The indentation technique is tailored here to the needs of a portable tool for in situ diagnosis of mechanical properties and damage of natural building stones. Indentation tests were performed in twelve natural building stones (chalks, limestones, sandstones, marbles) and mortars used for restoration. A wide range of mechanical and petrophysical properties with different failure mechanisms in indentation is thus represented. Indicatively, the Unconfined Compressive Strength (UCS) ranges between 3.1 MPa and 116 MPa, and the tangent Young's modulus E50 at 50% of the maximum stress in uniaxial compression ranges between 0.9 GPa and 50 GPa. The tests were performed with three indenter diameters, 1-, 2- and 3-mm, to analyze scale effects in the results. Tests were performed at five different depths, as the technique will be used not only for surface measurements but also for measurements in the interior (tests at the bottom of a small drilled hole). Such measurements can provide information on stone damage with depth. The results are used to build correlation functions and databases between indentation parameters and stone stiffness and strength. The technique is applied to two marbles that had been artificially weathered with exposure to moisture and temperature cycles, and to a consolidated mortar, i.e. a mortar treated with a consolidant for improving its weathering characteristics.


Monumental structures represent our cultural and historical heritage. However, damage (weathering) of historical buildings, monuments, works of art and other cultural properties due to the aggressive urban environment of the last decades and the ambient climatic conditions, is reported from all over the world. This has resulted in a substantial effort from local and governmental authorities and the industry for quick and suitable measures for the preservation of national monuments. Several fundamental questions arise in the decision making of the optimum restoration and preservation strategy of old monumental building stones. Among others, these are questions on stone suitability, effectiveness of consolidation measures, and in situ quantitative measurements of the degree of damage of a part or element of a monument or building. Weathering of natural building stones is also of considerable practical interest to the quarrying and the construction industries.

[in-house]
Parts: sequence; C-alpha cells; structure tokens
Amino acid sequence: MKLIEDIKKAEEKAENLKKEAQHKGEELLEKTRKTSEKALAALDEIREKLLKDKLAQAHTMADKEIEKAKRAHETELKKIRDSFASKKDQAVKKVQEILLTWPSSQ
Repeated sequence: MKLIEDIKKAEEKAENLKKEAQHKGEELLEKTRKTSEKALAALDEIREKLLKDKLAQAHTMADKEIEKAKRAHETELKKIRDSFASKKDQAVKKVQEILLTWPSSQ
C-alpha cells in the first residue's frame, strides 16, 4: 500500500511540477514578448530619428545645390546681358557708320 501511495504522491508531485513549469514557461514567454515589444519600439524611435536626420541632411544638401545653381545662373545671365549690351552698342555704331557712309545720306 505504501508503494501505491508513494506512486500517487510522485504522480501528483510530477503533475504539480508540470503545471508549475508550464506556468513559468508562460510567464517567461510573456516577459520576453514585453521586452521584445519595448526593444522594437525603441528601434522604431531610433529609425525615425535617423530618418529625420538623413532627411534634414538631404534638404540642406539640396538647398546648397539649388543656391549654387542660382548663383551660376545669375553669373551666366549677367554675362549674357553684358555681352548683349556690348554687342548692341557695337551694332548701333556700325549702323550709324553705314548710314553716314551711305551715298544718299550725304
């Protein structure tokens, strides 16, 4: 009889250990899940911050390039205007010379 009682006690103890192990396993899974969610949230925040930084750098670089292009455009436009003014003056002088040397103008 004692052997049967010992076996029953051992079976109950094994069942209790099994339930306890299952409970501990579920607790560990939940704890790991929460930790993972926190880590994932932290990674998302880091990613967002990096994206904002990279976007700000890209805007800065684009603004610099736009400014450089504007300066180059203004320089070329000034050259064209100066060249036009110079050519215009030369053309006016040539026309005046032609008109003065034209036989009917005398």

An effort has therefore been undertaken to develop a portable tool that has been missing from the industry for the in situ, quasi non-destructive, reliable and accurate diagnosis of mechanical properties and damage of natural building stones in structures of cultural heritage for the improvement of preservation strategies.

The work builds on previous work by the authors and others on the determination of mechanical properties and damage through indentation testing. The indentation technique is a common method for measuring hardness in metals, glass and ceramics and also to measure the elastic parameters of surface coatings [e.g. 1-3]. In rocks, emphasis has been placed in the search for correlations between indentation measurements and rock parameters such as rock strength and stiffness [e.g. 4-9]. For our purpose the indentation technique is tailored to natural building stone applications.


A mechanical and acoustical characterization of 12 common building stones was performed to obtain their basic mechanical and acoustical properties.

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